The Long Haul

The homes along the way. A) Ely, MN; B) Burlington, VT; C) Cambridge, MA; E) Washington, DC; I) Bozeman, MT.

[Originally written October 1st, 2012]

My trip odometer reads 4,800 miles. The mile-clock started started counting up from zero on September 9th. Today is October 1st. In three weeks, I spent time in four distinct places I’ve called home. The first leg of the trip bridged my previous residence with the one I was about to leave. A couple thousand miles, two border crossings, and a night in the back of my car brought me from the Arrowhead of Minnesota to the Banana Belt of Vermont. My two years in Vermont were some of the most important in my life. I lived in the same house for 21 months. I signed a year-long lease. I became strong friends with people a handful of years older than I. I mastered science. In some ways, Vermont still feels like home. I speak in the “we” about what Vermonters do and feel offended when someone offers me “pancake syrup” made from corn. It will be a hard place to shake despite my certainty that it has taught me what it could.

Friends gathered for Passover transformed the Burlington house into a home.

I left Vermont to travel backward through time. I spent 24 hours in the greater Boston area, for a high school friend’s wedding. Driving south on I-93 brought back vivid memories of turning onto Storrow Drive and crossing the river to school. Since moving out of my parents’ house, I lived longest in Cambridge. The familiar brick walls of Harvard Yard and river houses will always welcome me warmly.

The odometer ticked up as a I traveled south, stopping overnight in Brooklyn and Manhattan. While I’ve never called that boroughed city home, the friends I met in the West Village played my family for three years. Aidin and Geoff, Julia and Jen, Nicole and Mary. Slipping back into the dynamic was like easing into a hot spring–uncomfortable if done so timidly, but ultimately relaxing and rejuvenating. I fed on the excitement of others seeing me–some by surprise–and hearing about my friends’ great successes. As Geoff put it, we all looked the best we have in a long time. It was not the afternoon sun that warmed those ancient Harvard bricks, but rather this family’s laughter. We will ignite the buildings around us for years to come.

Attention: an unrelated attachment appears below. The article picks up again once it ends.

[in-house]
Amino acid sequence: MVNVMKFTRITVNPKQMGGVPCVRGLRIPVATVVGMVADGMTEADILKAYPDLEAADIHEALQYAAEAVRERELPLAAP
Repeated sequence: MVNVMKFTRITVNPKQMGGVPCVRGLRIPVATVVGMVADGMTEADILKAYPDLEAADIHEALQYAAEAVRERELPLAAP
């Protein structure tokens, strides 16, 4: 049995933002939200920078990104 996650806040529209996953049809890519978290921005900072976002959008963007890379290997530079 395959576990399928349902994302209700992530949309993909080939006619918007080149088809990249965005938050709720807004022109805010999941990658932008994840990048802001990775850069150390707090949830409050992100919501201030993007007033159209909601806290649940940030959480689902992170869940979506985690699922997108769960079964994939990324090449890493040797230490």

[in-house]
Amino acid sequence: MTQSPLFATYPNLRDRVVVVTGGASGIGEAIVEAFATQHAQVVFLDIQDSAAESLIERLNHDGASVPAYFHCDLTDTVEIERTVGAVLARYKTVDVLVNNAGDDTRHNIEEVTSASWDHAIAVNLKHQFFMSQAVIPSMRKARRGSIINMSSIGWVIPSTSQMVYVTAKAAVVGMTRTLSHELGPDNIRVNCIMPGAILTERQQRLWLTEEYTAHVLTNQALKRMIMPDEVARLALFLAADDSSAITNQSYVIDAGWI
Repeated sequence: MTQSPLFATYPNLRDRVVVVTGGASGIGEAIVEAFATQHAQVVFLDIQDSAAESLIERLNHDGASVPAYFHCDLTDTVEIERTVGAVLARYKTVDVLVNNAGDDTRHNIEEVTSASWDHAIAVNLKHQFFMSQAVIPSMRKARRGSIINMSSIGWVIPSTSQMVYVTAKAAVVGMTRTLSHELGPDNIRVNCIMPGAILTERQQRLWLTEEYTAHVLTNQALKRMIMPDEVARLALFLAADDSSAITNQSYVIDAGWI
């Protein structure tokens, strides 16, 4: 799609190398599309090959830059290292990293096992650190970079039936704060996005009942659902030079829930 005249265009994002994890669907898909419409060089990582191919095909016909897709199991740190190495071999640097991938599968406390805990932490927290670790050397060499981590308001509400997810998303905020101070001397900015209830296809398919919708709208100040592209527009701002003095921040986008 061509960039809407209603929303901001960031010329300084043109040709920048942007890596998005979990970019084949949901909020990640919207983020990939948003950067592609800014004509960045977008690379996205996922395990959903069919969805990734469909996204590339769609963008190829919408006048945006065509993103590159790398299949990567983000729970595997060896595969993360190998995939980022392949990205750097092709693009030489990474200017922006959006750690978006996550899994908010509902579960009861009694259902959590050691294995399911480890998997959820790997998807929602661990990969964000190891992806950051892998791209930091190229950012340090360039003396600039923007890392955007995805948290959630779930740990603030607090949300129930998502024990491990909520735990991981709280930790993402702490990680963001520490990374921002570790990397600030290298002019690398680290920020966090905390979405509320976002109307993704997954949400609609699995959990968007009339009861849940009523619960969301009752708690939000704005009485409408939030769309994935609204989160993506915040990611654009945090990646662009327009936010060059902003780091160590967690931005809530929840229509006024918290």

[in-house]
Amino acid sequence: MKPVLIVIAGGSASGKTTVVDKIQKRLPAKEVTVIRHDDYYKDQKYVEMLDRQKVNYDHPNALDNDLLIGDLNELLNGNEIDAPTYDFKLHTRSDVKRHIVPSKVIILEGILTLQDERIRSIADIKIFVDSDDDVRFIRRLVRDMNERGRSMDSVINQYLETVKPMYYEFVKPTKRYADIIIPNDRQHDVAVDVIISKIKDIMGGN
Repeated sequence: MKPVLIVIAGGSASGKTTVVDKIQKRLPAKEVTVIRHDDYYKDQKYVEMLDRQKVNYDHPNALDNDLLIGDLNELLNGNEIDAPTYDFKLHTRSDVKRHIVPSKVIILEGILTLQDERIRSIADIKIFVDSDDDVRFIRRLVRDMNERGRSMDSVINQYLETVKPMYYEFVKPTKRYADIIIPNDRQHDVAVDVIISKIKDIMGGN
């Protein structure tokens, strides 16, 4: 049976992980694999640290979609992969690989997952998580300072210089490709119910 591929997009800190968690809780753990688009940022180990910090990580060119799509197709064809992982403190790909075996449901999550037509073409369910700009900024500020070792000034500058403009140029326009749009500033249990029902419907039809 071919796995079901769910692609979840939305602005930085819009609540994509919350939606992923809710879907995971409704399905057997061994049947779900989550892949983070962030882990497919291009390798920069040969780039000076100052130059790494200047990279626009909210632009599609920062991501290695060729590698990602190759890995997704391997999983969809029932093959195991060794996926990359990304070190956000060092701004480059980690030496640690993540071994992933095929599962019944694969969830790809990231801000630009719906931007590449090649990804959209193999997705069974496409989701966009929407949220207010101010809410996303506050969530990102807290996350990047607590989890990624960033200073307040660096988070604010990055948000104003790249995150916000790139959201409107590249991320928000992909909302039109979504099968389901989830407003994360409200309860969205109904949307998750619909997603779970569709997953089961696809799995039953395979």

One of Homeplace’s (Ely, MN) “Hamilton” cabins, where I lived the summer of 2009.

From New York my car counted 226 miles to Home. I idly wonder when my parents’ house will stop being the reflexive “home” of my youth. I imagine it will happen when I no longer use it as my permanent address, my billing address for one of my credit cards, and the place I store half of my worldly possessions. This is a different type of home than the others–much more a home base than a home place. My parents have offered a staging ground for my many adventures, moves, and phase shifts. It is the true constant in my life, the place to which I can retreat if my more exciting, less permanent options fall through. I am grateful for this luxury, though I fear I take it too much for granted.

The 2010 Bozeman crew makes Bozeman 2012 feel more homelike than ever.

Today is the first in a new month and the first in a new home. I do not yet have an address at which I receive mail, nor a lease, nor a billing statement. I am past needing traditional means of proving residence. Instead, my heart felt home when I drove over the first pass in the Rocky Mountain foothills. I trace the same streets I walked in 2010 and look fondly at the mountains I climbed and skied. I moved to Bozeman because I am in love with the windswept ranches, the mountains rising above the plains, and the bare willow twigs yellow in the gray drab of February.

What is home, but a feeling of belonging? I have felt home before when integral to groups of friends and coworkers, so often the same people. The safe arms of those that I love, and those who love me, feel like home. But nowhere before have I felt home forever. I wonder if Bozeman–or some place like it–will begin to feel that way soon.

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